When Mycroft was starting out, we looked at the problem from a purely IT point of view. Our assumption was that while the amount of data keeps getting larger, our ability to understand it does not improve that quickly, so there was a space for a company like ours. You might think that our only problem would be to pick and choose who to work with. And you would be wrong. Because it’s one thing to explain the concept in theory like this, but it’s a completely different thing for a customer to realise that they actually need this. To help our customers, we have to understand their data, but to understand their data, we need to have some experience with it first. That’s a vicious circle for you. We took many wrong turns. One of the projects we worked on was processing petrol station data and identifying fraud by the station attendants or tanker drivers. However, we often hit a wall when the company, even though it was aware of the problem, was part of a global corporation and didn’t have the authority to deal with it in the Czech Republic. And sometimes the solution we developed was like using a sledgehammer to crack a nut. But as I like to say, the problems in energy are a worthy opponent. You really need a sledgehammer to crack them – a gavel won’t get you anywhere.

When you enrolled at the Faculty of Informatics sometime in 1998/1999, even the internet was far from ubiquitous. How did you imagine your future job back then?

For a number of years, I had worked on a system that eventually turned into our modelling and simulation tool. Back then, I worked on a simulation environment for creating computer game characters. I was no gamer, but I wanted to do something to make the worlds created by games more interesting. That’s why I enrolled in IT. I really enjoyed this and I went so far as to simulate life in an anthill but, as Associate Professor Račanský explained to me, there was no way I would get paid for that. Then I met Zdenko Staníček; we hit it off right from the start and started doing what I’m still doing now for a living.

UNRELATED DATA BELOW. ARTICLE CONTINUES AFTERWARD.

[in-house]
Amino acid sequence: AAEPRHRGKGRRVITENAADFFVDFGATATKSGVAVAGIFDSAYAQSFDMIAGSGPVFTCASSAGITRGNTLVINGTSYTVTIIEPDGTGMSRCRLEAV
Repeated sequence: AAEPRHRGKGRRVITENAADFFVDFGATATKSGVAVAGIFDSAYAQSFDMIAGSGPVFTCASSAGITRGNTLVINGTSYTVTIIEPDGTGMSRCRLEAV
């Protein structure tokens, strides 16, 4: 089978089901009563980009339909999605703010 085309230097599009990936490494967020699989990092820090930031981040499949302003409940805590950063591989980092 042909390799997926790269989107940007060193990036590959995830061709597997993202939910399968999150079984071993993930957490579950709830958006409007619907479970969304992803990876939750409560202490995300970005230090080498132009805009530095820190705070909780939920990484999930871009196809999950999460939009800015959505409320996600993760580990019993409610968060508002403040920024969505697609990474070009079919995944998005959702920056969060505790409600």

You also completed your PhD at the faculty before leaving to build the company, but when the university started the science and technology park, you were one of the first to move your company here. What do you expect from this?

I see it as an opportunity to be in an inspirational environment. Translating science into practice takes a long time, but the benefits are real, so you just have to persist. And as I already said, the problems in energy are really worth the effort as it’s one of the most crucial infrastructures there is. Any blackout is going to have very quick and drastic consequences. There are many interesting things in this field that are worth getting stuck in to and it would be a shame if people around the university didn’t get involved.

In two years, your company will celebrate its 10th anniversary. Do you have plans for where you want to take your business in the future?

I don’t really see myself as a businessman. I would rather say I’m an architect. Some software developers chase big US companies so that they can put their impressive names in their CVs. However, you have to decide whether you want to implement a new accounting system thirty times in your career, or whether you want to develop software for space shuttles. And I’m all for the space shuttles. I don’t have specific goals for how much money we are going to make or when and how to make it. The way I see it is that if we do it well, it will be profitable. But you have to start with doing it well.